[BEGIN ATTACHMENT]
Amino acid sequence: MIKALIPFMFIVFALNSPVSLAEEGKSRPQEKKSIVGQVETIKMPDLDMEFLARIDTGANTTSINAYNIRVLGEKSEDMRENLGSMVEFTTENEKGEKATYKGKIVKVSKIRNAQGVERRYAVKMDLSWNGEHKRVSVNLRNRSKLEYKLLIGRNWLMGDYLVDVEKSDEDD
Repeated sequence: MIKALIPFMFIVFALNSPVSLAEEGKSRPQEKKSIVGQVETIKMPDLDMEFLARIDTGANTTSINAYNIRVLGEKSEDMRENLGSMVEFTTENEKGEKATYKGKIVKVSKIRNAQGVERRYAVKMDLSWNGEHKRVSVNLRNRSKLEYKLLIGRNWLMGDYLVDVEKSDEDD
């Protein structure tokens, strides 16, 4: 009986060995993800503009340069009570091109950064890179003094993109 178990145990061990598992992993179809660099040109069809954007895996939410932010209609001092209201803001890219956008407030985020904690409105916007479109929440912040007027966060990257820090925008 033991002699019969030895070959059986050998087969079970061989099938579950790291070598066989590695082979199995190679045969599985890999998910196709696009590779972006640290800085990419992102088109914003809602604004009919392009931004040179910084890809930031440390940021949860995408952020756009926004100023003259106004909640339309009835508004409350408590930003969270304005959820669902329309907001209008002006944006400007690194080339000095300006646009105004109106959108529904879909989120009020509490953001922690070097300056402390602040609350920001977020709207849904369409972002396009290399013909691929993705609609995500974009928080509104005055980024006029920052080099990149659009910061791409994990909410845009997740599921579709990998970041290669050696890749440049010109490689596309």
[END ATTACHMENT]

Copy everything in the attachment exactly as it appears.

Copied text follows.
Amino acid sequence: MIKALIPFMFIVFALNSPVSLAEEGKSRPQEKKSIVGQVETIKMPDLDMEFLARIDTGANTTSINAYNIRVLGEKSEDMRENLGSMVEFTTENEKGEKATYKGKIVKVSKIRNAQGVERRYAVKMDLSWNGEHKRVSVNLRNRSKLEYKLLIGRNWLMGDYLVDVEKSDEDD
Repeated sequence: MIKALIPFMFIVFALNSPVSLAEEGKSRPQEKKSIVGQVETIKMPDLDMEFLARIDTGANTTSINAYNIRVLGEKSEDMRENLGSMVEFTTENEKGEKATYKGKIVKVSKIRNAQGVERRYAVKMDLSWNGEHKRVSVNLRNRSKLEYKLLIGRNWLMGDYLVDVEKSDEDD
């Protein structure tokens, strides 16, 4: 009986060995993800503009340069009570091109950064890179003094993109 178990145990061990598992992993179809660099040109069809954007895996939410932010209609001092209201803001890219956008407030985020904690409105916007479109929440912040007027966060990257820090925008 033991002699019969030895070959059986050998087969079970061989099938579950790291070598066989590695082979199995190679045969599985890999998910196709696009590779972006640290800085990419992102088109914003809602604004009919392009931004040179910084890809930031440390940021949860995408952020756009926004100023003259106004909640339309009835508004409350408590930003969270304005959820669902329309907001209008002006944006400007690194080339000095300006646009105004109106959108529904879909989120009020509490953001922690070097300056402390602040609350920001977020709207849904369409972002396009290399013909691929993705609609995500974009928080509104005055980024006029920052080099990149659009910061791409994990909410845009997740599921579709990998970041290669050696890749440049010109490689596309």